Commission welcomes political agreement on European Data Governance Act
Yesterday, the Commission welcomed the political agreement reached between the European Parliament and EU Member States on a European Data Governance Act. Trilogue negotiations have now concluded, paving the way for final approval of the legal text by the European Parliament and the Council.
The Data Governance Act proposed in November 2020 will create the basis for a new European way of data governance in accordance with EU rules, such as personal data protection (GDPR), consumer protection and competition rules. Thanks to this Regulation, more data will be available and exchanged in the EU, across sectors and Member States. It will boost data sharing and the development of common European data spaces, such as manufacturing, cultural heritage and health, as announced in the European strategy for data.
The political agreement reached by the European Parliament, Council, and Commission is now subject to formal approval by the European Parliament and the Council. The Commission will soon also propose a second major legislative initiative, the Data Act, to maximise the value of data for the economy and society. The Data Act aims to foster data sharing among businesses, and between businesses and governments. An open public consultation ran from 3 June to 3 September 2021 and the results will be published in the following days.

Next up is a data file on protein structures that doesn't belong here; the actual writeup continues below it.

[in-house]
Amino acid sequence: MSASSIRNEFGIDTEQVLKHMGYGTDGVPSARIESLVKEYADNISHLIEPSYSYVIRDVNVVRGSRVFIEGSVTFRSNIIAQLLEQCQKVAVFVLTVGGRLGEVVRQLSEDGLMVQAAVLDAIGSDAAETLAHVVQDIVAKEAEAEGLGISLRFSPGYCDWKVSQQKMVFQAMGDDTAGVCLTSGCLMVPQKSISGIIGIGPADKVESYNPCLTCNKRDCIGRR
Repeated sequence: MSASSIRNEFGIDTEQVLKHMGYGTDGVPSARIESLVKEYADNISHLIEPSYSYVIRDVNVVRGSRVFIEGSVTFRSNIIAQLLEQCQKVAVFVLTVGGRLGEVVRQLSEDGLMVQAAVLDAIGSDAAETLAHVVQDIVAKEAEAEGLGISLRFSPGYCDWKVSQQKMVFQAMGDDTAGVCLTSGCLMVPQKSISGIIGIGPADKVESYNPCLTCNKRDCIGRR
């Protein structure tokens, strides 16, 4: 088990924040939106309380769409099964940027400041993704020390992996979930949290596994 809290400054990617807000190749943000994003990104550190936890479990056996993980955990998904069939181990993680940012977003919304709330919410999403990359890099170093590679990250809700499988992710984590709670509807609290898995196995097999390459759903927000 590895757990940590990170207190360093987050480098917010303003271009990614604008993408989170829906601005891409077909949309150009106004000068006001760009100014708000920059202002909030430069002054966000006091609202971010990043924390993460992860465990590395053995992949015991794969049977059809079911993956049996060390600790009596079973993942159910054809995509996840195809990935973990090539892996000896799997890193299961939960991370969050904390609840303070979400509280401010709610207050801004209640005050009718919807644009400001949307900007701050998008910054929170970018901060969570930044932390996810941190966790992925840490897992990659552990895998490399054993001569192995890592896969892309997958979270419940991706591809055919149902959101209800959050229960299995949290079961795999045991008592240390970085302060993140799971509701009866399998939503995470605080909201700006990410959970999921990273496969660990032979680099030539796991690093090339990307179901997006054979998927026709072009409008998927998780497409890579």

In addition to these two complementary initiatives, the Commission will further develop and fund European data spaces to pool data in key strategic sectors and areas of public interest, such as health, agriculture and manufacturing.
The proposal for a Data Governance Act is the first legislative initiative that has been adopted under the European strategy for data. The Regulation includes:
- Measures to increase trust in data sharing as the lack of trust is currently a major obstacle and results in high costs;
- New EU rules on neutrality to allow novel data intermediaries to function as trustworthy organisers of data sharing;
- Measures to facilitate the reuse of certain data held by the public sector. For example, the reuse of health data, under clear conditions, could advance research to find cures for rare or chronic diseases;
- Tools to give Europeans control over the use of the data they generate by making it easier and safer for companies and individuals to voluntarily make their data available for the wider common good under clear conditions.
Image © European Commission
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